Moody’s Investors Service has released a report that identifies Canada as one of four triple-A-rated countries that are exposed to a potential housing market correction.
New Zealand, Sweden and Australia are the other three countries that have seen the largest increases in home prices and household debt among advanced economies over the last three years, says Moody’s.
For Canada and New Zealand, specifically, Moody’s says a housing downturn could involve material spillovers to the broader economy. Residential construction accounts for approximately 7.5% of GDP in both countries.
However, Moody’s says that unless reversals in house prices are accompanied by other long-lasting negative shocks, they would not fundamentally undermine the sovereigns’ credit profiles.
On the upside, the debt-rating agency says all four named countries have strong banking systems with high capitalization levels, conservative business models and strong liquidity. The housing sector has mainly been identified as a risk for the Canadian economy given housing prices have marched higher, fuelled by low interest rates.
In its release, Moody’s suggests the situation in Canada–and in the other three countries–shouldn’t be compared to the situations in Spain, Ireland and the U.S. in the period leading up to their mid-2000 housing peaks.
Viewed in that context, the pace of the increase in household debt relative to disposable income has been noticeably slower in Canada, as well as in New Zealand, Sweden and Australia. However, the starting levels of household debt relative to income in Canada and the other countries is higher than the starting levels were for the U.S. and Spain.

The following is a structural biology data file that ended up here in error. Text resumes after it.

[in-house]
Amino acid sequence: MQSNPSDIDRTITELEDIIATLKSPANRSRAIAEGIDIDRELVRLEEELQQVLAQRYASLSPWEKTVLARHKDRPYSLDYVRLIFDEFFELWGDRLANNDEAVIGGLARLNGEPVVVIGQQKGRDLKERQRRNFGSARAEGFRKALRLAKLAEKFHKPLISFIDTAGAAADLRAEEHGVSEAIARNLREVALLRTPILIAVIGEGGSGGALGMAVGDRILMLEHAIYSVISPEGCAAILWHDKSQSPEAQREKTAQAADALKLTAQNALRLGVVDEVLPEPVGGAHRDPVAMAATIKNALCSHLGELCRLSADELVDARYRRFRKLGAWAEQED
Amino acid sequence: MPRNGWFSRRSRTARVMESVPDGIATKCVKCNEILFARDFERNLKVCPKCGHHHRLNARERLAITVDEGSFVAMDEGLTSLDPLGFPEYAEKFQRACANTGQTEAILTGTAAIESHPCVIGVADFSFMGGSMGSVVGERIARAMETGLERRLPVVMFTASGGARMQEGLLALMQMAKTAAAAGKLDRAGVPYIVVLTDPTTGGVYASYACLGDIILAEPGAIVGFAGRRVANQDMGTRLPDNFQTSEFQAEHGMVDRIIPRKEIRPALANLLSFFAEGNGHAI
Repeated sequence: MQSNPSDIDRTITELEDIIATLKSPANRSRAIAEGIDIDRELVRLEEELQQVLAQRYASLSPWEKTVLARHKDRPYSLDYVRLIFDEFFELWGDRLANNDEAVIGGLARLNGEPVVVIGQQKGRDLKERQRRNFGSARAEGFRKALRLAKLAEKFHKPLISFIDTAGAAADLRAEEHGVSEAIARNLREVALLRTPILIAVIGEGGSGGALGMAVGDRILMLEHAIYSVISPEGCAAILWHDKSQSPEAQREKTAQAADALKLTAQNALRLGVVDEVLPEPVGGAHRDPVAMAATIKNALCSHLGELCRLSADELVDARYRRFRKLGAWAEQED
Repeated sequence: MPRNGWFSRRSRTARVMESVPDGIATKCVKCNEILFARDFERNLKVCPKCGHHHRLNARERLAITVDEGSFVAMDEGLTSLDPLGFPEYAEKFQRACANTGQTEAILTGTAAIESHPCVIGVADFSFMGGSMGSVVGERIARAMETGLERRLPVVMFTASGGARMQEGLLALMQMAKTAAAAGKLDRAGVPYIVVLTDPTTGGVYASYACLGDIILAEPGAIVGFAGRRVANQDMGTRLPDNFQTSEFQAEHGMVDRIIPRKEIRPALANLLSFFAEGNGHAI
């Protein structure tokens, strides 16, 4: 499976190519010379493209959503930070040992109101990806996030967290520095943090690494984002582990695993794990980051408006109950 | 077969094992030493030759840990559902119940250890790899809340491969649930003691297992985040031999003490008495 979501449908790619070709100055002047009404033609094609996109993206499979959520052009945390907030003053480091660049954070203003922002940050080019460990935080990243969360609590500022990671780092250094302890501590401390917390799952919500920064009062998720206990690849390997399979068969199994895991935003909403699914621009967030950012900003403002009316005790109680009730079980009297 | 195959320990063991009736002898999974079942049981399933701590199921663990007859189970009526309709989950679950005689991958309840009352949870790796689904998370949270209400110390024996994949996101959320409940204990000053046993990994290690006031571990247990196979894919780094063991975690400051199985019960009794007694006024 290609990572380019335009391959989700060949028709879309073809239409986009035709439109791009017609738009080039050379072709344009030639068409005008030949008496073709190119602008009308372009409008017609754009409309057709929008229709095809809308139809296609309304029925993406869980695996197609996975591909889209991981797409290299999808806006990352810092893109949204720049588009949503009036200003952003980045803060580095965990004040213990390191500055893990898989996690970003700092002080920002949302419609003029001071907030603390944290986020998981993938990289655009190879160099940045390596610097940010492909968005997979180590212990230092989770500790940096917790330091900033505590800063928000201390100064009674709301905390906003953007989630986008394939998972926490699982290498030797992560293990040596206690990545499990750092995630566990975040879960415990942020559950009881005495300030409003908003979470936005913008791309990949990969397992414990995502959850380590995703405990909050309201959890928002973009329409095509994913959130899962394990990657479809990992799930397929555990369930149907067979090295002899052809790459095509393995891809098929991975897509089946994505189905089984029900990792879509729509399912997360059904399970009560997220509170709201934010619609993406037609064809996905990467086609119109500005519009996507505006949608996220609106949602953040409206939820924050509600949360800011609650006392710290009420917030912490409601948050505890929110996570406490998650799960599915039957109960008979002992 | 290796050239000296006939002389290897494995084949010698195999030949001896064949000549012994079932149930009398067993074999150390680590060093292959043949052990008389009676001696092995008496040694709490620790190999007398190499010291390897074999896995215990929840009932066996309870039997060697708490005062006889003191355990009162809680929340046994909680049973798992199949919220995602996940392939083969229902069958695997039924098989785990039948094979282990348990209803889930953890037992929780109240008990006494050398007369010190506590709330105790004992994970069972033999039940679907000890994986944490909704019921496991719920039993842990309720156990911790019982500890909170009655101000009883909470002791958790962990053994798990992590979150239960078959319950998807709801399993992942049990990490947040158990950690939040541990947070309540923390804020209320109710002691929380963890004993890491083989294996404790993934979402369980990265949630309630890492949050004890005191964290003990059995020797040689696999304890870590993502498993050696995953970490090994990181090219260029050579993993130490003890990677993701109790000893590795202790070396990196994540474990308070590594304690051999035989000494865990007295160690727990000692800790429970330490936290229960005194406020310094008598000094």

Moody’s notes Australia faces the greatest risk of households needing to deleverage abruptly in an economic or housing downturn, whereas Canada and New Zealand have large, liquid financial assets that would provide some financial cushion to economic shock in the same situation.
Moody’s adds New Zealand and Sweden are particularly vulnerable to potential reversals in population booms; “in the event of a negative economic shock, the recent acceleration in immigration could reverse, acting as a further drag on housing demand and economic activity,” it says in its release.
For its part, Canada has grown reliant on residential construction, as has New Zealand.